Why is fatigue presents in right heart failure?
Decreased flow to the lungs results in hypoxaemia due to a ventilation/perfusion mismatch. Insufficient oxygen for metabolic needs.
Why is breathlessness present in right heart failure?
Decreased oxygenated blood enters systemic circulation. Hyperventilation results in order to increase the partial pressure of oxygen.
What causes raised jugular venous pressure?
Failure of right side of the heart to pump in right heart failure causes a rise in venous pressure and distension of the jugular veins.
What is pitting oedema and why does it occur?
Oedema that when you press down on, leaves and indentation in the skin. It is due to increased venous pressure --> increased hydrostatic pressure in capillaries --> fluid leaks out into the interstitium
Why does hepatomegaly occur in right heart failure?
Bloods backs up into inf. vena cava causing congestion of the hepatic veins --> hepatic engorgement.
What areas in the body are targeted fro drugs to help regulate the cardiac output?
KIDNEYS: regulate blood volume (Na and H20 reabsorption)ARTERIOLES: regulate blood pressureMYOCARDIUM: regulates force of contraction (depends on degree of stretch)SAN: regulates heart rate
What are the main changes that are made in order to manage heart failure?
Lifestyle -- diet, exerciseDrugs if lifestyle changes have been changed and are having little/need more of an effect1. antihypertensives2. beta-blockers to reduce cardiac workload3. positive inotropes4. anti-arrhythmic drugs
Name some anti-hypertensive drugs
alpha-1 antagonistsDiuretics e.g. loop diuretics & spironolactoneACE-inhibitors
What happens in right heart failure?
Right heart does not work properly and leads to an increased venous pressure causing oedema due to increased venous pressure increasing the hydrostatic pressure in the capillaries.
What is nocturia and why does it occur?
Frequent urination throughout the night. Due to fluid which has been built up in ankles/legs returns to the blood stream when lying down
What are the characteristic signs of right heart failure?
Pitting peripheral oedemaRaised jugular venous pressureFatigueHepatomegalyBreathlessnessAscites
Generally, what does left heart failure have an effect on?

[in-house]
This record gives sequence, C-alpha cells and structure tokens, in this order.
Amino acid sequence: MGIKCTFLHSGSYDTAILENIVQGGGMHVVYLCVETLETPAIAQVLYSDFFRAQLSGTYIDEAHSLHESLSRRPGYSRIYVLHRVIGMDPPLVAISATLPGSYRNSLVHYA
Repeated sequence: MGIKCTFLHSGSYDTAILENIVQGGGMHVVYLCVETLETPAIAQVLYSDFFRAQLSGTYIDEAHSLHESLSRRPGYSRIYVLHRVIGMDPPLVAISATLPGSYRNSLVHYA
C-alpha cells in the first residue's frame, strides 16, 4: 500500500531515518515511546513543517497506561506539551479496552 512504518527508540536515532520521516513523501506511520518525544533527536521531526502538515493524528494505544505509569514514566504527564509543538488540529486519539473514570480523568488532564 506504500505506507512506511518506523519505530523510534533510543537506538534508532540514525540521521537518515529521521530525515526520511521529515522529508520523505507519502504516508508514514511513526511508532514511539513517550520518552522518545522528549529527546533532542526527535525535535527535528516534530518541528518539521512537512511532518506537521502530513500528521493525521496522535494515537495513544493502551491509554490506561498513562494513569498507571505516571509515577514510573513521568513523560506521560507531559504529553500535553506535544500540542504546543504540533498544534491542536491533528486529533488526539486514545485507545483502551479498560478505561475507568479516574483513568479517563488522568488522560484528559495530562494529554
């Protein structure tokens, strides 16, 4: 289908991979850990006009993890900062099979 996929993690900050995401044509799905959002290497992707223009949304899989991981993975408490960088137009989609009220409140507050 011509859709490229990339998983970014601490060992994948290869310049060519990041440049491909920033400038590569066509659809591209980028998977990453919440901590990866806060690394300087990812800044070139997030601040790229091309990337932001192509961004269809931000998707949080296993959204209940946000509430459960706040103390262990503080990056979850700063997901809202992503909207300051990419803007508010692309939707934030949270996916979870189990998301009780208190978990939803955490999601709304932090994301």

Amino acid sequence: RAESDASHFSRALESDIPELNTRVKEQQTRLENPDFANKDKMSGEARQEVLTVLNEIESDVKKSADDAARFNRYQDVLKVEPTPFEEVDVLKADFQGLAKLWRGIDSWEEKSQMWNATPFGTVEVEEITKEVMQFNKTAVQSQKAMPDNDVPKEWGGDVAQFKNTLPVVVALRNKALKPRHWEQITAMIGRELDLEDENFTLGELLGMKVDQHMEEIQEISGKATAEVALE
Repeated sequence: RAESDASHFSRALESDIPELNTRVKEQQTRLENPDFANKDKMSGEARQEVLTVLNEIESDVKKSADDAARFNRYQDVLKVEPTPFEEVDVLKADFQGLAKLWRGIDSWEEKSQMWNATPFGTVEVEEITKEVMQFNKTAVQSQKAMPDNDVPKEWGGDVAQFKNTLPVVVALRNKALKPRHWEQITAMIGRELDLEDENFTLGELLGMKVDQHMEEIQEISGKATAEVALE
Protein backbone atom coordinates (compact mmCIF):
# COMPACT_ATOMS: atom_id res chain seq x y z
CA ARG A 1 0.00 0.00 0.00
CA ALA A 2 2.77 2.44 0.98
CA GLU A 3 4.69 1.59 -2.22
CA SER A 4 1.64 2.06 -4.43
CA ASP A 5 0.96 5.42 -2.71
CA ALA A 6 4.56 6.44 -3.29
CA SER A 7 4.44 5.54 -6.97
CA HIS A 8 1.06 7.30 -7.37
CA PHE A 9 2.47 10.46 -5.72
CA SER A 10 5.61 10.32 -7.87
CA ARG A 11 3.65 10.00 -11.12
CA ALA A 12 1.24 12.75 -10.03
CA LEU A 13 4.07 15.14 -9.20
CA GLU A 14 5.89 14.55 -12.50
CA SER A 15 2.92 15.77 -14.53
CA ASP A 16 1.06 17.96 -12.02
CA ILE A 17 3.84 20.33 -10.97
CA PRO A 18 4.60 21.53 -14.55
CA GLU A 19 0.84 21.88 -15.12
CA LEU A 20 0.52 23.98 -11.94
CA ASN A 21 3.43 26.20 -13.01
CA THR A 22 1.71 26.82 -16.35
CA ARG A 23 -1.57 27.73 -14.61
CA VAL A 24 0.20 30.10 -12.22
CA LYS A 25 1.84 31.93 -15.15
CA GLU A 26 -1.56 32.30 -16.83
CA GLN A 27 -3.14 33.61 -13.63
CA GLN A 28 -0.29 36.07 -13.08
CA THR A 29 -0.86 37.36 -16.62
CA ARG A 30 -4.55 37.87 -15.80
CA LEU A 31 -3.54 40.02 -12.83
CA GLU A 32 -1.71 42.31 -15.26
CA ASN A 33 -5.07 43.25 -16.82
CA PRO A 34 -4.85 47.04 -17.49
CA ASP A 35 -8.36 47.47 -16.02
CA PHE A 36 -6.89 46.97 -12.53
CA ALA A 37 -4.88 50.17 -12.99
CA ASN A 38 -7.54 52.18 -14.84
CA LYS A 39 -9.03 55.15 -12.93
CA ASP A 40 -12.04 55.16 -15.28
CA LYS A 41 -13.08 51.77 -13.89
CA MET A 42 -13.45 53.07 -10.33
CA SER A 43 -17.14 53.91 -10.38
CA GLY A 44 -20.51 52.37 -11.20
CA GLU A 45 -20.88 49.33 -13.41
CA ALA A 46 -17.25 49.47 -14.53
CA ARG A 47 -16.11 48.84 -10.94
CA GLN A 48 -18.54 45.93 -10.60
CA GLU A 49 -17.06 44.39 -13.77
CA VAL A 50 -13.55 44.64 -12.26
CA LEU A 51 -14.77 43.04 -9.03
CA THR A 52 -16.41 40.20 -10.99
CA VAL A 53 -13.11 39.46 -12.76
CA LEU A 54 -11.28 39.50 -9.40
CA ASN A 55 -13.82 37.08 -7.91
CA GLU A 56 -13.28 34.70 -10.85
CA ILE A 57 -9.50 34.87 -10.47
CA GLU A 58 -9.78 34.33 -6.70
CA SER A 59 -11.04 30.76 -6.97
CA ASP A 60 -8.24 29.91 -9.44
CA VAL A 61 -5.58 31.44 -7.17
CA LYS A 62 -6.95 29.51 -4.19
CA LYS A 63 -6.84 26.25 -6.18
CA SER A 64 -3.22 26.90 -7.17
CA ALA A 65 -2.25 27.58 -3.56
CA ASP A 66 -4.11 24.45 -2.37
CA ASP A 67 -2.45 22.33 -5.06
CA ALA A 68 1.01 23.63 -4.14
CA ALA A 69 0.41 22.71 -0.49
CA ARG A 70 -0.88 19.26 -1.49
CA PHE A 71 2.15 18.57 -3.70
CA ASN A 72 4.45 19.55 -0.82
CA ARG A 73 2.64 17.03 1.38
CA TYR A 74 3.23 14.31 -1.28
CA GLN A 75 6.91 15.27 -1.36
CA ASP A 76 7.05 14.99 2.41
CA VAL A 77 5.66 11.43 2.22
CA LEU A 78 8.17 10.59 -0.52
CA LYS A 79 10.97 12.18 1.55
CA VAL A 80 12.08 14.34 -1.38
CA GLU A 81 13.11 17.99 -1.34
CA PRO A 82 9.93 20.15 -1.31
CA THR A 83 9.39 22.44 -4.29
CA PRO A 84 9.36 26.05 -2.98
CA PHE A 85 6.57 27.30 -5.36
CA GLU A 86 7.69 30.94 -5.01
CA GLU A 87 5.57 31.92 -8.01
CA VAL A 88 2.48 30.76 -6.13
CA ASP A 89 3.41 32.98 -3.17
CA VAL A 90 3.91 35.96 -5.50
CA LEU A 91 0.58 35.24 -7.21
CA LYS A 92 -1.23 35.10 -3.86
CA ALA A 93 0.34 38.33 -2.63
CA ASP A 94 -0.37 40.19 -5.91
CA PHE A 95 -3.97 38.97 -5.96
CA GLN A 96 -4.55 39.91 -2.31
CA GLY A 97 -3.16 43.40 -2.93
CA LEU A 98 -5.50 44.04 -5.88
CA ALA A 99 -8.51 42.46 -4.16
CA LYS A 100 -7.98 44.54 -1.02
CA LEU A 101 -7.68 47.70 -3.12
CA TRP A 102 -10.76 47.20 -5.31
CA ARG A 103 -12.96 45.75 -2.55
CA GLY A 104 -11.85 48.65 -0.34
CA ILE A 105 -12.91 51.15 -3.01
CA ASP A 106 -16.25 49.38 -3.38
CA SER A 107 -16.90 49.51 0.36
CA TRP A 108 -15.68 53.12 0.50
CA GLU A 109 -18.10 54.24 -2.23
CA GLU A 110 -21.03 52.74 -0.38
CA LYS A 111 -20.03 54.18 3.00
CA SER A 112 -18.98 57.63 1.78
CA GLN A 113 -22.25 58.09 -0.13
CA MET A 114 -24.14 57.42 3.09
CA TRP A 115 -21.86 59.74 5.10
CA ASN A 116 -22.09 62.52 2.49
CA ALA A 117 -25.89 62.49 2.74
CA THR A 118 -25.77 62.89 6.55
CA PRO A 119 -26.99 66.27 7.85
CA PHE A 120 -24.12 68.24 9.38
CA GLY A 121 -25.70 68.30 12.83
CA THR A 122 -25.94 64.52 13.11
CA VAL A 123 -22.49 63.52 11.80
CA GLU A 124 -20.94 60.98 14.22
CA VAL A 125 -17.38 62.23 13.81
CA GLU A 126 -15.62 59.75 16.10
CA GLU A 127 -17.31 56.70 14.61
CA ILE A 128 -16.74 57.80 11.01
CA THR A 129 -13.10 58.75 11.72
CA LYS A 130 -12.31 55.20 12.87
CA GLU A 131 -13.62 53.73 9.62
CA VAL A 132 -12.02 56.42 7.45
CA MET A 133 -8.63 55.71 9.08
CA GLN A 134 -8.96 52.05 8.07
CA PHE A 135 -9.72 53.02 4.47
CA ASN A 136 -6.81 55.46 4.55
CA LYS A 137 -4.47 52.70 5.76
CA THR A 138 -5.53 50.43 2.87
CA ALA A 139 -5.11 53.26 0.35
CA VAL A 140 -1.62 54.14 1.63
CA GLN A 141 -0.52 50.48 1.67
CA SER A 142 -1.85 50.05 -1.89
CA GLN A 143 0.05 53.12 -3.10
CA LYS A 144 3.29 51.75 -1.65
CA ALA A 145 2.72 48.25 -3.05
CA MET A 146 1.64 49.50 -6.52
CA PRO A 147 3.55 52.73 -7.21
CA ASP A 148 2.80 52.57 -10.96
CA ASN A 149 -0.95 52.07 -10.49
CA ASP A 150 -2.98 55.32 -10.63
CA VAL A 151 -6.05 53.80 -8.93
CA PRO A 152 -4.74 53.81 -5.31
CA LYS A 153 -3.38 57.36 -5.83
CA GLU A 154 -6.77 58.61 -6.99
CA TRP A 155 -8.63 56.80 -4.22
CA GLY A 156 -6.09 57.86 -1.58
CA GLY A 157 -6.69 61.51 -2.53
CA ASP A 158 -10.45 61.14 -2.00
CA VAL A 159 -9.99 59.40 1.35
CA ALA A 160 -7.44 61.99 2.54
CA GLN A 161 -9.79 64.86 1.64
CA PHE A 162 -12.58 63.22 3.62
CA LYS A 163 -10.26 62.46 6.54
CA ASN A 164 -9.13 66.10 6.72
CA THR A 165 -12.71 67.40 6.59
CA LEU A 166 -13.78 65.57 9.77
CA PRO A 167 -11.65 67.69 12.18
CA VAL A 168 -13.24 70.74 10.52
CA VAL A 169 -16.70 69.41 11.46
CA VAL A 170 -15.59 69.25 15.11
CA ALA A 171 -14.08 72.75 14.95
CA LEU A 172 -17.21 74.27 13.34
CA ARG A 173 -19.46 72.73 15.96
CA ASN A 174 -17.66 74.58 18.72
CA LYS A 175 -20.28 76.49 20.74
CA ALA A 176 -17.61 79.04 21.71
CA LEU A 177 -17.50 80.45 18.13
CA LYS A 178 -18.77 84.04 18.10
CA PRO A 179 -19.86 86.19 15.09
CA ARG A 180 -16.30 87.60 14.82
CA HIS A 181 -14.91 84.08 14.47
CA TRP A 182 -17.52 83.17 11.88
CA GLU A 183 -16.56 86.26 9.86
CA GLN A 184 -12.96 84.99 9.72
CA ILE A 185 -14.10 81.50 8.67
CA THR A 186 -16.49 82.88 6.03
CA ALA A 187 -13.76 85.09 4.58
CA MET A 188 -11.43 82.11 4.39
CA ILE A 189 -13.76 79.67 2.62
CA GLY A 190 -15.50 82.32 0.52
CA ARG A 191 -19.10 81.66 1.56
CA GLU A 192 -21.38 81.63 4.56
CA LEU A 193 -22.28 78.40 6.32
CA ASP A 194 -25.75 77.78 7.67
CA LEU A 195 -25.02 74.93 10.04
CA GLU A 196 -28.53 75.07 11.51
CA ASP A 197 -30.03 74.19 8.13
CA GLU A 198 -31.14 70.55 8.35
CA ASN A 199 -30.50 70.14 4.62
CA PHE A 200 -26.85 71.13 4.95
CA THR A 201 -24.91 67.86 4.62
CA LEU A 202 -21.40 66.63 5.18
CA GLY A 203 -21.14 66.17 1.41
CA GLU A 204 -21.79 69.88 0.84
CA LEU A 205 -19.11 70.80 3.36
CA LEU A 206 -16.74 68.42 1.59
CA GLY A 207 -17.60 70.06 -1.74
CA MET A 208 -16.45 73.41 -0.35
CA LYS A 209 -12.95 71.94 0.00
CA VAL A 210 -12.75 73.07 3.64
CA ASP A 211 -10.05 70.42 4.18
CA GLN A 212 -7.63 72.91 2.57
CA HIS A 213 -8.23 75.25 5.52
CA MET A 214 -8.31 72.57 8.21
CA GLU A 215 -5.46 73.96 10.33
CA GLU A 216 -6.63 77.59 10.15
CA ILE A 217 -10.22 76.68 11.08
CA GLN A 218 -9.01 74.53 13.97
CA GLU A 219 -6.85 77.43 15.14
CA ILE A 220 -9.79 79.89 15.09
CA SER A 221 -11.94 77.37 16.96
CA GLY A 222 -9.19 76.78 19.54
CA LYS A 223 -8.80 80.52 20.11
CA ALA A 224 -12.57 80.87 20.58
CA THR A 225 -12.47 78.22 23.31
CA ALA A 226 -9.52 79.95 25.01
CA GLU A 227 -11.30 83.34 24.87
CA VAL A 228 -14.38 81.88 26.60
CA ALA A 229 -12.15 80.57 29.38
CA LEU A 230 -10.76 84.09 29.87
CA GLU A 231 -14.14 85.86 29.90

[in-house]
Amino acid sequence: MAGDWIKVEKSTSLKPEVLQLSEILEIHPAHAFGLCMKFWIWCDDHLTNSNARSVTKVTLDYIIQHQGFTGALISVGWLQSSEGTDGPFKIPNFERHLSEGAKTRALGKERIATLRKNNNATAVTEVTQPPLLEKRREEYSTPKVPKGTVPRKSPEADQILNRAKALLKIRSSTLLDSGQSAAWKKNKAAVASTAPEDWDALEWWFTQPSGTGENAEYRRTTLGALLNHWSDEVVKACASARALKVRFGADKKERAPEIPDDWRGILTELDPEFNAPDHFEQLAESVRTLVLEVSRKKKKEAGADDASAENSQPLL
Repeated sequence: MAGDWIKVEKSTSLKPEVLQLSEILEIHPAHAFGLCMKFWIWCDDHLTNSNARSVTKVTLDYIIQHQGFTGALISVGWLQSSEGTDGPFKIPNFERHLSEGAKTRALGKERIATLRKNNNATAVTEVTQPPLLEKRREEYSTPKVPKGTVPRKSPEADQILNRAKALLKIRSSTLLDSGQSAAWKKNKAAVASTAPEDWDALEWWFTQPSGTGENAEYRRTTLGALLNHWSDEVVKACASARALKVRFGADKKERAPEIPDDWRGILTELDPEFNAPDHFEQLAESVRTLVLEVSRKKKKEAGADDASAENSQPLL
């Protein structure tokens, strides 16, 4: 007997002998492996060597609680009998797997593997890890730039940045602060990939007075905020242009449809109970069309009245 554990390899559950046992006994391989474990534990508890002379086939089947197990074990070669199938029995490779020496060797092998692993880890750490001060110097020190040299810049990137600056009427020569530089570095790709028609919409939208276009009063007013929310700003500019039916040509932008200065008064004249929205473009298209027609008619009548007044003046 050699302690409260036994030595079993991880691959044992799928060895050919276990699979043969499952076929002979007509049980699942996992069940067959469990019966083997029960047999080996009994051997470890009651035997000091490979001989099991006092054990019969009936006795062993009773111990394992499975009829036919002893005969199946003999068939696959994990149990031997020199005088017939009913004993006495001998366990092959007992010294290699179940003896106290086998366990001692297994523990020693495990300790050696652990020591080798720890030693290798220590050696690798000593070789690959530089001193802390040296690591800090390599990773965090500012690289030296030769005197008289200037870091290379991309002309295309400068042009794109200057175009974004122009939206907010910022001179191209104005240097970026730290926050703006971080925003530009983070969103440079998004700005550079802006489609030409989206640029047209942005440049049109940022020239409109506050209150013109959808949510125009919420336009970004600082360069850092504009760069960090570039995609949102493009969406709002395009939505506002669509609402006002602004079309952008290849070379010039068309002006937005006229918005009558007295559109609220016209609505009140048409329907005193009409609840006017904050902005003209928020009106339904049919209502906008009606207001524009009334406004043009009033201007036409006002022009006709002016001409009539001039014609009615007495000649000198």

Generally, what does right heart failure have effects upon?
Differing areas in the systemic circulation
What tends to me the main cause of right heart failure?
Tends to be secondary to left heart failure
What are some common signs of left heart failure?
Increased breathing rate (tachypnea) and increased work of breathing
When does cyanosis occur in left heart failure?
It is quite rare as it is a late sign of severe pulmonary oedema
What are the main causes of congestive heart failure?
Ischaemic heart diseaseCigarette smokingHypertensionObesity DiabetesValvular heart disease (usually older populations)
How is the severity of heart failure determined and how are they differentiated?
Heart failure is divided into classes depending on the the impact on life and physical exertionClass 1 = lowest severityClass 4 = more severe
Describe the different classifications of heart failure
Class 1 = No symptomatic limitation of physical activityClass 2 = Slight limitation of physical activity with ordinary physical activity resulting in symptoms. Have no symptoms at restClass 3 = Marked limitation of physical activity with less than ordinary activity causing symptomsClass 4 = Unable to carry out physical activity without symptoms and may have symptoms at rest. Increased discomfort with any kind of physical activity
What stimulates renin release from the kidneys?What does renin do?
Drop in blood pressureCatalyses conversion of angiotensin to angiotensin 1
What effects does the sympathetic nervous system have on blood vessels?
Activates the alpha-1 receptor which causes vasoconstriction of blood vessels, increasing blood pressure which increase the after-load and the preload of the heart therefore increasing the whole workload of the heart Also affects beta-1 receptors in order to increase the chronotropy and inotrophy of the heart
What affect do ACE inhibitors have?
Prevents conversion of angiotensin 1 to angiotensin 2. Has an indirect vasodilatory and diuretic effect, which decrease the workload on the heart.